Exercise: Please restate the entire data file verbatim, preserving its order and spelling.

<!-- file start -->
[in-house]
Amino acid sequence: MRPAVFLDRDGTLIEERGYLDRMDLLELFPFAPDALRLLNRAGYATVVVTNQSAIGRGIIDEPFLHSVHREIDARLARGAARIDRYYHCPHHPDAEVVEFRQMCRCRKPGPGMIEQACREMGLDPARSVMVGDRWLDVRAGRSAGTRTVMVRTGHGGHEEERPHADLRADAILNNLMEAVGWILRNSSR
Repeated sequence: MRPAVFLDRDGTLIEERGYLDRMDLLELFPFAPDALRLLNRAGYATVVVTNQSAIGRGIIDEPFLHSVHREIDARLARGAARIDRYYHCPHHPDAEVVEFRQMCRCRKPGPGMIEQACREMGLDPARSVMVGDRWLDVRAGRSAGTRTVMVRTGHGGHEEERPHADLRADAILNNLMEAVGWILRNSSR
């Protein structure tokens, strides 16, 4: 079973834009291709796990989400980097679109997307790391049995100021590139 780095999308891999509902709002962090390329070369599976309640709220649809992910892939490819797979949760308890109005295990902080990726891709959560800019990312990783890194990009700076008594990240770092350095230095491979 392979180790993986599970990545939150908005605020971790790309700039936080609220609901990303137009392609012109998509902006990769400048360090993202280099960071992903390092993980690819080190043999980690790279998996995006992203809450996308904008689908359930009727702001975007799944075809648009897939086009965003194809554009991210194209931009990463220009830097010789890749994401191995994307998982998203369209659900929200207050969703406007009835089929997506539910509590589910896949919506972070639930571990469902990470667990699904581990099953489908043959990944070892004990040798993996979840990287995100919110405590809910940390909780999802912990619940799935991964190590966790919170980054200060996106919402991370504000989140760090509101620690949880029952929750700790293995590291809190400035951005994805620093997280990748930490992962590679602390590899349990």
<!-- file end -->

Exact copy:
[in-house]
Amino acid sequence: MRPAVFLDRDGTLIEERGYLDRMDLLELFPFAPDALRLLNRAGYATVVVTNQSAIGRGIIDEPFLHSVHREIDARLARGAARIDRYYHCPHHPDAEVVEFRQMCRCRKPGPGMIEQACREMGLDPARSVMVGDRWLDVRAGRSAGTRTVMVRTGHGGHEEERPHADLRADAILNNLMEAVGWILRNSSR
Repeated sequence: MRPAVFLDRDGTLIEERGYLDRMDLLELFPFAPDALRLLNRAGYATVVVTNQSAIGRGIIDEPFLHSVHREIDARLARGAARIDRYYHCPHHPDAEVVEFRQMCRCRKPGPGMIEQACREMGLDPARSVMVGDRWLDVRAGRSAGTRTVMVRTGHGGHEEERPHADLRADAILNNLMEAVGWILRNSSR
């Protein structure tokens, strides 16, 4: 079973834009291709796990989400980097679109997307790391049995100021590139 780095999308891999509902709002962090390329070369599976309640709220649809992910892939490819797979949760308890109005295990902080990726891709959560800019990312990783890194990009700076008594990240770092350095230095491979 392979180790993986599970990545939150908005605020971790790309700039936080609220609901990303137009392609012109998509902006990769400048360090993202280099960071992903390092993980690819080190043999980690790279998996995006992203809450996308904008689908359930009727702001975007799944075809648009897939086009965003194809554009991210194209931009990463220009830097010789890749994401191995994307998982998203369209659900929200207050969703406007009835089929997506539910509590589910896949919506972070639930571990469902990470667990699904581990099953489908043959990944070892004990040798993996979840990287995100919110405590809910940390909780999802912990619940799935991964190590966790919170980054200060996106919402991370504000989140760090509101620690949880029952929750700790293995590291809190400035951005994805620093997280990748930490992962590679602390590899349990």